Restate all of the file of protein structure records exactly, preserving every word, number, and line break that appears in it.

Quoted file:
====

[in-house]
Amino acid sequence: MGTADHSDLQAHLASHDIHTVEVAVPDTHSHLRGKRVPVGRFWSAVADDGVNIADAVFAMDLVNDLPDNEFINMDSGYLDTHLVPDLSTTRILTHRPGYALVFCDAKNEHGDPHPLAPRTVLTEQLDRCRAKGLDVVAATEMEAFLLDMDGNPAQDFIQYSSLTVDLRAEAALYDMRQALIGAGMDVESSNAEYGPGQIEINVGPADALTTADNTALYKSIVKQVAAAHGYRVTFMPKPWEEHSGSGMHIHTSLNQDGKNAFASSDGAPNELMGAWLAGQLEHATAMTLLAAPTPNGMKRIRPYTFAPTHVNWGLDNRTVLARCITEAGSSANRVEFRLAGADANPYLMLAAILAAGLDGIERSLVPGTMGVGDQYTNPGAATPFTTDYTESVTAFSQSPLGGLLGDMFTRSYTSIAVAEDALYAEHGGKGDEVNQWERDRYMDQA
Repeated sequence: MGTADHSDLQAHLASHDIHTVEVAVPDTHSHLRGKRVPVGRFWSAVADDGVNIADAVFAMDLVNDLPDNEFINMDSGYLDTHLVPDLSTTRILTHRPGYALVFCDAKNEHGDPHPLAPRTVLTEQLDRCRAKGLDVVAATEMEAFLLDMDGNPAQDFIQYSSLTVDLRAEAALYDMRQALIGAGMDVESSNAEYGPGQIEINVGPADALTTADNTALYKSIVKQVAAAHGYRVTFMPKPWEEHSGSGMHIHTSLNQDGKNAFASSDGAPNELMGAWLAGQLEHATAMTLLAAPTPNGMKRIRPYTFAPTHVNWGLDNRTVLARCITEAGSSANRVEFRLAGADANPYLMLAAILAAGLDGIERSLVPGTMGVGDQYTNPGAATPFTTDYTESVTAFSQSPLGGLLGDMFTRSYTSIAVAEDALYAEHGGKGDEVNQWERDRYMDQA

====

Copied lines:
[in-house]
Amino acid sequence: MGTADHSDLQAHLASHDIHTVEVAVPDTHSHLRGKRVPVGRFWSAVADDGVNIADAVFAMDLVNDLPDNEFINMDSGYLDTHLVPDLSTTRILTHRPGYALVFCDAKNEHGDPHPLAPRTVLTEQLDRCRAKGLDVVAATEMEAFLLDMDGNPAQDFIQYSSLTVDLRAEAALYDMRQALIGAGMDVESSNAEYGPGQIEINVGPADALTTADNTALYKSIVKQVAAAHGYRVTFMPKPWEEHSGSGMHIHTSLNQDGKNAFASSDGAPNELMGAWLAGQLEHATAMTLLAAPTPNGMKRIRPYTFAPTHVNWGLDNRTVLARCITEAGSSANRVEFRLAGADANPYLMLAAILAAGLDGIERSLVPGTMGVGDQYTNPGAATPFTTDYTESVTAFSQSPLGGLLGDMFTRSYTSIAVAEDALYAEHGGKGDEVNQWERDRYMDQA
Repeated sequence: MGTADHSDLQAHLASHDIHTVEVAVPDTHSHLRGKRVPVGRFWSAVADDGVNIADAVFAMDLVNDLPDNEFINMDSGYLDTHLVPDLSTTRILTHRPGYALVFCDAKNEHGDPHPLAPRTVLTEQLDRCRAKGLDVVAATEMEAFLLDMDGNPAQDFIQYSSLTVDLRAEAALYDMRQALIGAGMDVESSNAEYGPGQIEINVGPADALTTADNTALYKSIVKQVAAAHGYRVTFMPKPWEEHSGSGMHIHTSLNQDGKNAFASSDGAPNELMGAWLAGQLEHATAMTLLAAPTPNGMKRIRPYTFAPTHVNWGLDNRTVLARCITEAGSSANRVEFRLAGADANPYLMLAAILAAGLDGIERSLVPGTMGVGDQYTNPGAATPFTTDYTESVTAFSQSPLGGLLGDMFTRSYTSIAVAEDALYAEHGGKGDEVNQWERDRYMDQA